Zambian Communities Halt Trophy Hunting in Dispute Over Fees

(file photo)
18 September 2019
Conservation Action

"It is our land. We are the custodians." - Felix Shanungu, President of the Zambia National Community Resources
Board (ZNCRB).

The Community Resources Boards (CRB) in Zambia on Thursday released a press
statement expressing their deep concern over the fact that the communities
have not been given their share of either concession fees or hunting
revenue.

They have withdrawn their signatures to all the hunting permits in their
areas and have refused to sign any others. This will stop any trophy hunting
in the future unless the government comes to the table with money in hand.

According to Felix Shanungo, the communities have received no concession
fees since 2016 and no hunting revenue since last year. By law, the
communities are owed 20% of the concession fees and 50% of the hunting
revenue. The chiefs who run the communities are owed a 5% share of both.

This news follows the halting of a controversial hunt of 1 200 hippo in
Zambia earlier this year.

While the press release states that they will stop all hunting going
forward, Mr. Shanungo advised that hunts already underway will be allowed to
be completed but that all new hunts will be stopped. The CRB has been in
talks with the hunting companies to warn them about this and to get them to
put pressure on the Zambian government. He added that the communities do not
want to penalise the hunting companies who have paid but want the pressure
to galvanise government into action.

He said that it will be impossible for the communities to continue
patrolling and protecting against poaching as people have not been paid
their salaries in months.

The communities have two demands: To allow the hunting operators to pay the
CRBs their share directly and that the concession fees must be re-negotiated
for a higher share.

Various hunting outfits claim that trophy hunting brings USD200 million into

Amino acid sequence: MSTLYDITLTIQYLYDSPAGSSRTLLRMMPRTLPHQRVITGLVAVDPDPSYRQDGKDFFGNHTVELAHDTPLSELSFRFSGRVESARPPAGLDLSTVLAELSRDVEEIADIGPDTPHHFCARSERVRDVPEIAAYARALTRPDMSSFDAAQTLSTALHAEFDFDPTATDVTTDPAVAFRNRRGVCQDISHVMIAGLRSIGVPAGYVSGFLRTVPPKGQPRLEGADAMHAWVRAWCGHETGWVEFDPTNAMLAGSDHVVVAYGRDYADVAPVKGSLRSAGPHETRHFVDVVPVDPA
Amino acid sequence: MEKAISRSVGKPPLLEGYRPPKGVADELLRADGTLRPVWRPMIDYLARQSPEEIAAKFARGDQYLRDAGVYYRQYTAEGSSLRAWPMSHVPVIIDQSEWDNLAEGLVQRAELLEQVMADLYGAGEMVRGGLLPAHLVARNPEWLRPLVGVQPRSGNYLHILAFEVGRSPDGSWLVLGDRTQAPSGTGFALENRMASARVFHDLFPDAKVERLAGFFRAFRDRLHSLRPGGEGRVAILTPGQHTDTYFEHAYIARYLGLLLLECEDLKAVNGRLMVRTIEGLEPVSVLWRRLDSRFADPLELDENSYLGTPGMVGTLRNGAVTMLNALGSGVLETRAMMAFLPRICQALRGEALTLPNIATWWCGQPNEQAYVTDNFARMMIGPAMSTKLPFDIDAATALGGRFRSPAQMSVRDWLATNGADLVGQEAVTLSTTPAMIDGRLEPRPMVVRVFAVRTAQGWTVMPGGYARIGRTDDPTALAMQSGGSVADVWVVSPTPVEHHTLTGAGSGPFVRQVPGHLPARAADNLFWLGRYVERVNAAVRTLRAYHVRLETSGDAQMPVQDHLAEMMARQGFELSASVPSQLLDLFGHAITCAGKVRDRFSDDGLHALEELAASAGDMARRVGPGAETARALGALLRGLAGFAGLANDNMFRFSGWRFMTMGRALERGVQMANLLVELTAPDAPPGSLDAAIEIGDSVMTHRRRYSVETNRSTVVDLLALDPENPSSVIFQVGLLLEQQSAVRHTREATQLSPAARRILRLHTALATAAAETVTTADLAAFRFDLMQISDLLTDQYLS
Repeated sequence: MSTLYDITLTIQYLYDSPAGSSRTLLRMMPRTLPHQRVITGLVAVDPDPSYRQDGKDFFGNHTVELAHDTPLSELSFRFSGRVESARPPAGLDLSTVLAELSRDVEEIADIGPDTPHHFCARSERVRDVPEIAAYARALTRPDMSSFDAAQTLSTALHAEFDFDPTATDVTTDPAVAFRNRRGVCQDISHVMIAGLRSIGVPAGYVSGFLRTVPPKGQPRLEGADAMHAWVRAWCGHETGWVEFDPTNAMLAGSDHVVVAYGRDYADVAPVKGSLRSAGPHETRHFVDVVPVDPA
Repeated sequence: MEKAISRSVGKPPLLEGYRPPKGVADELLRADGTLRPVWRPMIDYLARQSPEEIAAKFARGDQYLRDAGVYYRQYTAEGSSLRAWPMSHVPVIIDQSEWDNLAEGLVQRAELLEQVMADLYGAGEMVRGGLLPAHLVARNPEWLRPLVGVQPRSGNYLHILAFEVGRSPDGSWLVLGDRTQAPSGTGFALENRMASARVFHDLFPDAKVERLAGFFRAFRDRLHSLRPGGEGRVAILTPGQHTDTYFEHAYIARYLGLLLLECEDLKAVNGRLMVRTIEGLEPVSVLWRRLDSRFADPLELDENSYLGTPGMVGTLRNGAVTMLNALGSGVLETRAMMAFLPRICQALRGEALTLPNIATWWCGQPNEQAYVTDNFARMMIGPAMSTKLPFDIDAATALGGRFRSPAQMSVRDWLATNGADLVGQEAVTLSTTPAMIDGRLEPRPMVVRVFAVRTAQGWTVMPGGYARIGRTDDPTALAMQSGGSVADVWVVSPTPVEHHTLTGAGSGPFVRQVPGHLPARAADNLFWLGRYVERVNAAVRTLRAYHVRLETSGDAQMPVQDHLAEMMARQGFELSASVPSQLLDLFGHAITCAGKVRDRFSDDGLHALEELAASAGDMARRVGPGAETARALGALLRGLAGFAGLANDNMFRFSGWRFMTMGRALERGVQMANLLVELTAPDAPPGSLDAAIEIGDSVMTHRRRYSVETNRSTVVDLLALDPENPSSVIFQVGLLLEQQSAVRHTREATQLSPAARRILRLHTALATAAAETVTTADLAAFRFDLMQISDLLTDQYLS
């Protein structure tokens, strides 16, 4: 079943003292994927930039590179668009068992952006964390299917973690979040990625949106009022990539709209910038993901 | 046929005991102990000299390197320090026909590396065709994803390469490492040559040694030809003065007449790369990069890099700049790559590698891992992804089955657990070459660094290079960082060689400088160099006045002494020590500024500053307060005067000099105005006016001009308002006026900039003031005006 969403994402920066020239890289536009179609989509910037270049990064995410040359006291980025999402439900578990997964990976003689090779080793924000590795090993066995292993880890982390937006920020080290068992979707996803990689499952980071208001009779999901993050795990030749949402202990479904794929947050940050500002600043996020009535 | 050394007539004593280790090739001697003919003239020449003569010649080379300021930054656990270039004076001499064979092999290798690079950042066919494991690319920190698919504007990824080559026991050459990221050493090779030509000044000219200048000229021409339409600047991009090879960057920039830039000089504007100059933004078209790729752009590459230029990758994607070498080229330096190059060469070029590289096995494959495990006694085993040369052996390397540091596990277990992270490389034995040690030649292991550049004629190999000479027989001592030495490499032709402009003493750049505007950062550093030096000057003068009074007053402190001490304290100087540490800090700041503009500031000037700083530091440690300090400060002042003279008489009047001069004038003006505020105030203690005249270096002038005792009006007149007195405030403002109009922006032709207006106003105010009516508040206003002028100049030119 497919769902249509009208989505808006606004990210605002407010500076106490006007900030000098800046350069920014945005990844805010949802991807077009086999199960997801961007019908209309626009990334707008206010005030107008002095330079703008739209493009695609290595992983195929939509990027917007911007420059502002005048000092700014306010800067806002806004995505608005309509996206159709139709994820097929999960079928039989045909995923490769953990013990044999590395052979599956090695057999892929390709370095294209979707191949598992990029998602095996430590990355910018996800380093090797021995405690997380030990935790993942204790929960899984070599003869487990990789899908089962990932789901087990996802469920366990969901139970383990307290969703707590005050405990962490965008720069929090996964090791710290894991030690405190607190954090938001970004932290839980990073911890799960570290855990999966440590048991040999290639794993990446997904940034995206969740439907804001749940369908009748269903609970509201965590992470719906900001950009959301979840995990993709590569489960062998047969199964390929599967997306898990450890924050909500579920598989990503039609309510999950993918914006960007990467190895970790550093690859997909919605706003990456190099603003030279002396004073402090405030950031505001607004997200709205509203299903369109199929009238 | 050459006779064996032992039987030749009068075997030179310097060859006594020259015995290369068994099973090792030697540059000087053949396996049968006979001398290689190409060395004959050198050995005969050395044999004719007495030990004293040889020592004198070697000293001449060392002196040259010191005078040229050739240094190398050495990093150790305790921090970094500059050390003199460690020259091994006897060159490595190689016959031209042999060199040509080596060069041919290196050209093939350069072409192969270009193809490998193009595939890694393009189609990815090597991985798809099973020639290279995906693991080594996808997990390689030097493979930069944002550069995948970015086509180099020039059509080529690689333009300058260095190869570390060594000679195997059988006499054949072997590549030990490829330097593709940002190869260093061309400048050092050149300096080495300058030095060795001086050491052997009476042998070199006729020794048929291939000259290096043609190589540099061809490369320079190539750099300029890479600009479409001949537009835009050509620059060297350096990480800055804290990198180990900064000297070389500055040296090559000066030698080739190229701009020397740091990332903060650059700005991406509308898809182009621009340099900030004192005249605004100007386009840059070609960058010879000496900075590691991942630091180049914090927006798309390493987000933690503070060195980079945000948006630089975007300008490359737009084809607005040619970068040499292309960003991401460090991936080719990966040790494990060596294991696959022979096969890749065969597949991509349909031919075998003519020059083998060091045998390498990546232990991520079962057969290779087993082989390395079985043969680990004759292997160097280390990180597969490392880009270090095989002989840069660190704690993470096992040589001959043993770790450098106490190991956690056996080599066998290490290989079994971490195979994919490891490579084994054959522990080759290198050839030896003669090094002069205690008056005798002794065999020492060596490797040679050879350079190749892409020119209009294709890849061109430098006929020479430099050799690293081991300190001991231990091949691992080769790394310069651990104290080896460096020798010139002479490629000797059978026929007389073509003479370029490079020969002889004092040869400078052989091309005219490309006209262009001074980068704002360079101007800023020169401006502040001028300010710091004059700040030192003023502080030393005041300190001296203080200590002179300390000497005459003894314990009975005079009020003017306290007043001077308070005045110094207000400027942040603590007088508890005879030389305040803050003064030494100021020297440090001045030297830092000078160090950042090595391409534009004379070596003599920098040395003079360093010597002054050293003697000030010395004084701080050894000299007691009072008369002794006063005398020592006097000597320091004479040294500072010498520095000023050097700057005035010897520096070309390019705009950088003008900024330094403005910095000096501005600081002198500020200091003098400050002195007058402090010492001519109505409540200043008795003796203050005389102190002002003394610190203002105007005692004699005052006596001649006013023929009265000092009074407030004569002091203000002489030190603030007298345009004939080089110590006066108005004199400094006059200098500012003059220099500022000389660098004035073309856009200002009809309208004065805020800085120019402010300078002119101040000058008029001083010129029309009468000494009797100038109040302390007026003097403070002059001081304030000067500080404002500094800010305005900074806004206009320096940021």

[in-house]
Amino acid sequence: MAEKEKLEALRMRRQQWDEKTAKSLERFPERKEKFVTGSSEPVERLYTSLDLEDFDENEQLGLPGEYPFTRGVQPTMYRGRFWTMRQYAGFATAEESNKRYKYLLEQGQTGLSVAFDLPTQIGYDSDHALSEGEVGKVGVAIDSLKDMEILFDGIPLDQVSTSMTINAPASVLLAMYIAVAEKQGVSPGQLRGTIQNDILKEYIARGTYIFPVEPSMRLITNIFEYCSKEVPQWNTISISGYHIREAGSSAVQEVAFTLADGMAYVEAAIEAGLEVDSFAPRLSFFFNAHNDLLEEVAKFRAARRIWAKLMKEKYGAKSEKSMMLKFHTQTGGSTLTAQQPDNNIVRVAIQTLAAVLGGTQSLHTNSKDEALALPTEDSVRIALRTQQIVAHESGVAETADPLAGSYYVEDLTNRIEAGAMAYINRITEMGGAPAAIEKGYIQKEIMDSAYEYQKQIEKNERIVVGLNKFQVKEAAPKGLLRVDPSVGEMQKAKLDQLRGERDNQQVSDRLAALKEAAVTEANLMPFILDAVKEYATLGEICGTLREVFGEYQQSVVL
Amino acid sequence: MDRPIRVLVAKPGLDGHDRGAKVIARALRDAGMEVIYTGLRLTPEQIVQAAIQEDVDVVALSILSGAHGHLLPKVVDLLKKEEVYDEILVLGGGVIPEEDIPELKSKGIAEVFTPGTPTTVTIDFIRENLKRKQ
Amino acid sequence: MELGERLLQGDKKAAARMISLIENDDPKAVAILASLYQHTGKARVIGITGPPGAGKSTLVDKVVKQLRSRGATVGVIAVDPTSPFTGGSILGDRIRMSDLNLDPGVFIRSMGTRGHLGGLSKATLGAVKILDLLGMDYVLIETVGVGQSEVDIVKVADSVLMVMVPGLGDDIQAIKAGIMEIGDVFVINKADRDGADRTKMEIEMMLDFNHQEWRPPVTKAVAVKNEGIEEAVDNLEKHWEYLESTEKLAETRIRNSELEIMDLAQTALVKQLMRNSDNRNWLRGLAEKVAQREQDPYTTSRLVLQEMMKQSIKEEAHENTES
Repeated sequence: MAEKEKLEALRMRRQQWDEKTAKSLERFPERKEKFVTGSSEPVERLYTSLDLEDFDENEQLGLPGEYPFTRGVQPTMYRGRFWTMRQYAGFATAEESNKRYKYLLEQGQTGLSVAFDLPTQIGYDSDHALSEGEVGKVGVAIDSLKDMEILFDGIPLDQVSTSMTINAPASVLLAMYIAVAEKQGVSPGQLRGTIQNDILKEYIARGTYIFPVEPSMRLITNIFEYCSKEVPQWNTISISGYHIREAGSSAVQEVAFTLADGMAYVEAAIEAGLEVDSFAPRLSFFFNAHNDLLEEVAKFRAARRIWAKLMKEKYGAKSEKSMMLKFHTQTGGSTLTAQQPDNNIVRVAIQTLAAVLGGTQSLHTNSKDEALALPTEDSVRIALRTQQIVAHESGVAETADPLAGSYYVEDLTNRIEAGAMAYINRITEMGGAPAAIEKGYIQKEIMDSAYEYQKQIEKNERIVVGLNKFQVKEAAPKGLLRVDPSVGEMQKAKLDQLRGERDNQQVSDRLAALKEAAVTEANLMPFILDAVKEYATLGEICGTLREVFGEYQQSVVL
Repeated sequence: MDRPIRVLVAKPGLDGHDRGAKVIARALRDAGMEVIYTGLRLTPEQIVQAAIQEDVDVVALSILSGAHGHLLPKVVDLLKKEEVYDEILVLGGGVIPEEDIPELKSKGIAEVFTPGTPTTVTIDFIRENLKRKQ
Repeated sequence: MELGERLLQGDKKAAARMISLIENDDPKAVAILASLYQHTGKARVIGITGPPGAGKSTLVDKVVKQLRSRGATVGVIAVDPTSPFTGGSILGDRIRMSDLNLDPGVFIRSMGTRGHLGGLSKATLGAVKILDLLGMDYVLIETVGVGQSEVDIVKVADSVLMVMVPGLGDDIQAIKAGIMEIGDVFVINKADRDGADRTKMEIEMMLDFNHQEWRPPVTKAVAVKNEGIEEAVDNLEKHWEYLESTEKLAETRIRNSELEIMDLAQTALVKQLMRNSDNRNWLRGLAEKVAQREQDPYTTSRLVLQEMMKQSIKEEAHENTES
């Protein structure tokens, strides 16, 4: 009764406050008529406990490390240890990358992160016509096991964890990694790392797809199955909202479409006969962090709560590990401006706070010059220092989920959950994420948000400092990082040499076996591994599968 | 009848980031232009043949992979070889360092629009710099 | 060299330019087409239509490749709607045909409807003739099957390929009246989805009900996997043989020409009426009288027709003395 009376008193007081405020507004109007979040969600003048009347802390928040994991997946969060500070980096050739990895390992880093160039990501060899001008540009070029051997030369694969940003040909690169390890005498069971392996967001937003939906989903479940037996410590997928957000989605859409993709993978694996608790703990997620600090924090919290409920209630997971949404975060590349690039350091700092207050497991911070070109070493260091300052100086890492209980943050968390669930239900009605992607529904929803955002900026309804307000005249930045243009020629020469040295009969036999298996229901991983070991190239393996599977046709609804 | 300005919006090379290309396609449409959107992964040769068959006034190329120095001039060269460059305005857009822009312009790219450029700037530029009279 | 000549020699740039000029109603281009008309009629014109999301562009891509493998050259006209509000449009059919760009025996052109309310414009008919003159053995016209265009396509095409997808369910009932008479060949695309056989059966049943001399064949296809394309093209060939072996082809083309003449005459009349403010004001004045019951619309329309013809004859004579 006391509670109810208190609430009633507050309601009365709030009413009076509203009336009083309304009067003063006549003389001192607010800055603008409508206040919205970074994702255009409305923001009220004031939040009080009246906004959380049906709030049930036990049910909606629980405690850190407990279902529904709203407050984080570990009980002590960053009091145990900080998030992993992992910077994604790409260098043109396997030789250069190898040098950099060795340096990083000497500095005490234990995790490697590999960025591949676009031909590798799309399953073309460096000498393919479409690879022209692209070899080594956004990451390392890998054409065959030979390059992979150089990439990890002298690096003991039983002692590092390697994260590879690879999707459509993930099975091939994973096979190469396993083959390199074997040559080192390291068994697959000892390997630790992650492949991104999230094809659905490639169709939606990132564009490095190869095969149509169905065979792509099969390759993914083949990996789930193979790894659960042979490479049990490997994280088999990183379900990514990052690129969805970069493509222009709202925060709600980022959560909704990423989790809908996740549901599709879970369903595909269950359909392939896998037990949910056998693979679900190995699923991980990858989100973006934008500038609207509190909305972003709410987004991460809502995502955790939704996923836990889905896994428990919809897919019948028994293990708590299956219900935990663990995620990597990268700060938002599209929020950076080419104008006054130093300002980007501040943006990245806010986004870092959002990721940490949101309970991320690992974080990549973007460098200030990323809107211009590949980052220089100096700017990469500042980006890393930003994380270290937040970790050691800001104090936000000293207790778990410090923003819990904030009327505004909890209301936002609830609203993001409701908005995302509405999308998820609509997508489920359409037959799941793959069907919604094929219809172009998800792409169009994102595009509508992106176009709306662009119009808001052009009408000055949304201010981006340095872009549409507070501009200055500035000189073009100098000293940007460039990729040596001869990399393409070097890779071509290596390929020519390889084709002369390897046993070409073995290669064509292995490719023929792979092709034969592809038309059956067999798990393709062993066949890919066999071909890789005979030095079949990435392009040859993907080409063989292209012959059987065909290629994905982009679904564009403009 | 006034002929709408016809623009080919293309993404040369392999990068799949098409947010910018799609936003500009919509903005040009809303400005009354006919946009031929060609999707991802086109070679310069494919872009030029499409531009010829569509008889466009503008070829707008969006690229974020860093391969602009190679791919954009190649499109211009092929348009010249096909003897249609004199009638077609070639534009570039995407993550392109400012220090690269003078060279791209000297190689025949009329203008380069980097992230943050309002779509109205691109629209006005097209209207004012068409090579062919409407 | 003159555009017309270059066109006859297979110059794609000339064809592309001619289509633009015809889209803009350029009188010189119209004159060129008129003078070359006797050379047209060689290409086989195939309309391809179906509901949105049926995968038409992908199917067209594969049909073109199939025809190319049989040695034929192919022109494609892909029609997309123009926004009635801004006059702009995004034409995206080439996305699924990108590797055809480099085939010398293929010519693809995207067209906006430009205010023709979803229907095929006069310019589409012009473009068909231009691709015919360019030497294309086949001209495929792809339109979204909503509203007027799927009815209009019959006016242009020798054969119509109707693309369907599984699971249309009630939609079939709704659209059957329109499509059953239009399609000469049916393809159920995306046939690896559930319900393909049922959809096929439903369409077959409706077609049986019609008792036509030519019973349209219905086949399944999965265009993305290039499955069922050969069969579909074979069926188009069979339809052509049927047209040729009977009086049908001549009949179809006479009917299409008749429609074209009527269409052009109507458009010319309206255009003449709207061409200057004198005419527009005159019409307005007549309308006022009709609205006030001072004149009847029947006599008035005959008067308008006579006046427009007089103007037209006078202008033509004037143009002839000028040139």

the sub-Saharan Africa economy. This figure was published in the academic
journal Biological Conservation and is often used to defend hunting,
a claim hotly contested by conservationists who contend that less than 3% of hunting revenues actually
go to communities. The same paper claimed that this figure was accumulated
by 18 500 hunters. In comparison, a World Bank report estimated that close
to 33.8 million people visit the region (mainly for wildlife tourism) and
contribute USD36 billion. Most tourists who come to visit for the wildlife
do not realise that hunting is allowed in these countries; it is believed
that Africa's reputation will suffer if this fact was more widely known.

The wildlife areas in Zambia are divided into the National Parks (where no
hunting is allowed) and game management areas (GMA) which act as a buffer
between the parks, farmlands and private hunting reserves. Legally, there
has to be revenue sharing from hunting and concession fees with the
communities in the GMAs - this is called Community Based Natural Resources
Management (CBNRM). In order to ensure the money is delivered and managed,
several CRBs were created.

With growing concerns over biological collapse in the time of the sixth mass
extinction, it is only a matter of time before global pressure phases out
hunting all together. It seems better for the countries in question to
determine their own phasing out process. This will allow them to focus on
community based eco-tourism where revenue can go directly to communities,
and to expand the tourism sector versus allowing the killing of some of the
most spectacular treasures we have on this planet.

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